# what is the connection between D-modules and coordinate bundles?

Fix $n$ and a field $k$ of characteristic zero. Let $G$ be the pro-algebraic group of automorphims of $k[[x_1,...x_n]]$. Let $G_0$ be the subgroup of automorphisms preserving the closed point (note that for general $T$, $G_0(T)$ can be a proper subgroup of $G(T)$). Let $X$ be a regular variety over $k$ and let $P$ be the principal $G$ bundle of formal coordinate systems, naturally a $G$ torsor over $X$. I hear that there is a connection between $P$ and $D_X$-modules. what is this connection?

• @Sergiy: you removed a pair of brackets, turning $k[[x_1.\dots.x_n]]$ into $k[x_1, \dots, x_n]$, which is a rather differet thing! You should undo that change. – Mariano Suárez-Álvarez Oct 10 '13 at 16:31

## 1 Answer

Assume X is n-dimensional and regular. Then there is a functor from G-modules V to DX-modules, given by an associated bundle construction. Take the trivial (ind-)bundle on P with fiber V, and quotient by the action of G on P and V. If you replace G with G0 and P with the canonical G0-torsor, the same construction yields an OX-module. The extra structure of a G-action lets you identify infinitesimally nearby fibers.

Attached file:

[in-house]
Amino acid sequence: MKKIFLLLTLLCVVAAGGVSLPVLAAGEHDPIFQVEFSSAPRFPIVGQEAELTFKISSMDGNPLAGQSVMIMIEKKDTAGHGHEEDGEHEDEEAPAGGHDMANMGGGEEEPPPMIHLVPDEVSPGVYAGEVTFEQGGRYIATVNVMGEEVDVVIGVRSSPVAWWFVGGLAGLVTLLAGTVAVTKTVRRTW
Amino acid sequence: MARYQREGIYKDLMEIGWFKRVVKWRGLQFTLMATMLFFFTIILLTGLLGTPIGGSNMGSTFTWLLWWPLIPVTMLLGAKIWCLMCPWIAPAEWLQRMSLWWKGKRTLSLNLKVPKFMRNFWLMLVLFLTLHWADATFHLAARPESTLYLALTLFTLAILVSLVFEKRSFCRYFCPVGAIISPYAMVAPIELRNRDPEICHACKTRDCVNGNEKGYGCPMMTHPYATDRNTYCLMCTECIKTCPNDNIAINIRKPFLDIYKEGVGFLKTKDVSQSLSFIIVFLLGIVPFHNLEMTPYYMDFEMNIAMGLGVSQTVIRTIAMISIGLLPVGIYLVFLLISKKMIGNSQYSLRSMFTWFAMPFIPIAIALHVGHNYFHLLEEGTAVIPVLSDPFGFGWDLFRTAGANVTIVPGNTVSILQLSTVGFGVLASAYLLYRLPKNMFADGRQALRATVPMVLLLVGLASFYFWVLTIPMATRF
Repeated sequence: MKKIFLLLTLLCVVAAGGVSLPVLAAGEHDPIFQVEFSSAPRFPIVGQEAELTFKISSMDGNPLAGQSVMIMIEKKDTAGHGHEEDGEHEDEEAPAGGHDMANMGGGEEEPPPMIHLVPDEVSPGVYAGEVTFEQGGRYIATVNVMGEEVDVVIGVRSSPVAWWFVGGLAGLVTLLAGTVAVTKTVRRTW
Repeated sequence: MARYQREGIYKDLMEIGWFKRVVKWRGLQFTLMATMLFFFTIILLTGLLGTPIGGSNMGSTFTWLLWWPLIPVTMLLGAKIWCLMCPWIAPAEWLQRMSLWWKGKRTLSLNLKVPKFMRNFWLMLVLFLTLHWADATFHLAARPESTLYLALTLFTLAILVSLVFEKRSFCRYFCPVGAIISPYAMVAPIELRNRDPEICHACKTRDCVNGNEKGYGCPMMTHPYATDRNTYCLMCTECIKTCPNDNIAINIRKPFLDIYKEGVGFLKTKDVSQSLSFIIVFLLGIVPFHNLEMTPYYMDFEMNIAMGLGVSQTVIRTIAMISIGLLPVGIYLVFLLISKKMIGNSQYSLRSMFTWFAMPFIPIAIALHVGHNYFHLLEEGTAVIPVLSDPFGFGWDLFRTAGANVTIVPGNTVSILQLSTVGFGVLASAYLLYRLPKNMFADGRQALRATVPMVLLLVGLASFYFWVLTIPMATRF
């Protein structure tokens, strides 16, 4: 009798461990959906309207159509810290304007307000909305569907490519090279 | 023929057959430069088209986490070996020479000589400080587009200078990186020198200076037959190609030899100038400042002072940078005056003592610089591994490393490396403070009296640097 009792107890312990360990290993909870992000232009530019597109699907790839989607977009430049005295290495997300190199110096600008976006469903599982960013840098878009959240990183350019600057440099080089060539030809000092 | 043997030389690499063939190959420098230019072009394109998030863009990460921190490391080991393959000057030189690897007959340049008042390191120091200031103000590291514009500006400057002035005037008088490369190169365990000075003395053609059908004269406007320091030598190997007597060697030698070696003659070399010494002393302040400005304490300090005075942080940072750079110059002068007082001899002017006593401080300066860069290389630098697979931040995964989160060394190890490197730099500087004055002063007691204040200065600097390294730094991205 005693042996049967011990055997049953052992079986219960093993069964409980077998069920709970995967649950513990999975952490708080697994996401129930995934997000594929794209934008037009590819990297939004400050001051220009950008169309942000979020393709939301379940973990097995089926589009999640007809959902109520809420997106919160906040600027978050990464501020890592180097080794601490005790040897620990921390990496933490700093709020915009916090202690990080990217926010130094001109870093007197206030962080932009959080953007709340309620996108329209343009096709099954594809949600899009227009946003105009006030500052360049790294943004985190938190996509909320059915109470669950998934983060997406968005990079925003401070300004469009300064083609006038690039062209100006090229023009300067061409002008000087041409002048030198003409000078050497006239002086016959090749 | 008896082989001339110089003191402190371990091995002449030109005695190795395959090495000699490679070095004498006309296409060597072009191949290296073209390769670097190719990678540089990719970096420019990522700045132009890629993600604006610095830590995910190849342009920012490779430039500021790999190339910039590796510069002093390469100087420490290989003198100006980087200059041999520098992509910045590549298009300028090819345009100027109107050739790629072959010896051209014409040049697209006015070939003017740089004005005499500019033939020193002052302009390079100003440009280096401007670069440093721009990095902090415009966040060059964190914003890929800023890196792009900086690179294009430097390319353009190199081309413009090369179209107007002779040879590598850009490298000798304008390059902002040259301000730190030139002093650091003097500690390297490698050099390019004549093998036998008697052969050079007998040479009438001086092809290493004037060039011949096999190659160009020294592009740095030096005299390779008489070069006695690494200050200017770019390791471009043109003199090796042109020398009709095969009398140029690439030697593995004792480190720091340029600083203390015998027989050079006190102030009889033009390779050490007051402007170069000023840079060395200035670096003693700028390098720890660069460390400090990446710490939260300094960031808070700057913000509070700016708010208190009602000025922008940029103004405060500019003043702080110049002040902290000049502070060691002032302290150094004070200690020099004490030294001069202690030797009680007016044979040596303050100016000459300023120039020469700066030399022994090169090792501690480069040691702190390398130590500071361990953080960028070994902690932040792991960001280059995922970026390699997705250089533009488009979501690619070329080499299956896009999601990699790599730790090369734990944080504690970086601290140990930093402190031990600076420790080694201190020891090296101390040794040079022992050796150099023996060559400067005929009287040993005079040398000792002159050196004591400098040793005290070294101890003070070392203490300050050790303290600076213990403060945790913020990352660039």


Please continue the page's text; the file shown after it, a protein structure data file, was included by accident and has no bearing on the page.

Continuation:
• I'm confused. Shouldn't you need the the action of a Harish-Chandra pair (roughly since k[[x_1,...,x_n]] has derivations that don't integrate)? Group actions shouldn't be able to glue infinitesimally close points. Or is this some subtle thing where thinking about the algebraic group encapsulates the Lie algebra bit? – Ben Webster Oct 14 '09 at 22:49
• You can formally exponentiate a Harish-Chandra pair. G_0 is a proalgebraic group, but G is a formal group with a big proalgebraic subgroup. You can think of it as a group ind-scheme. – S. Carnahan Oct 14 '09 at 23:01
• So.... that would be a yes. – Ben Webster Oct 15 '09 at 12:55
• It's sort of a yes for both questions, but you change "algebraic" to "formal" in the second. You can think of G as G_0 with extra fuzz. – S. Carnahan Oct 15 '09 at 15:31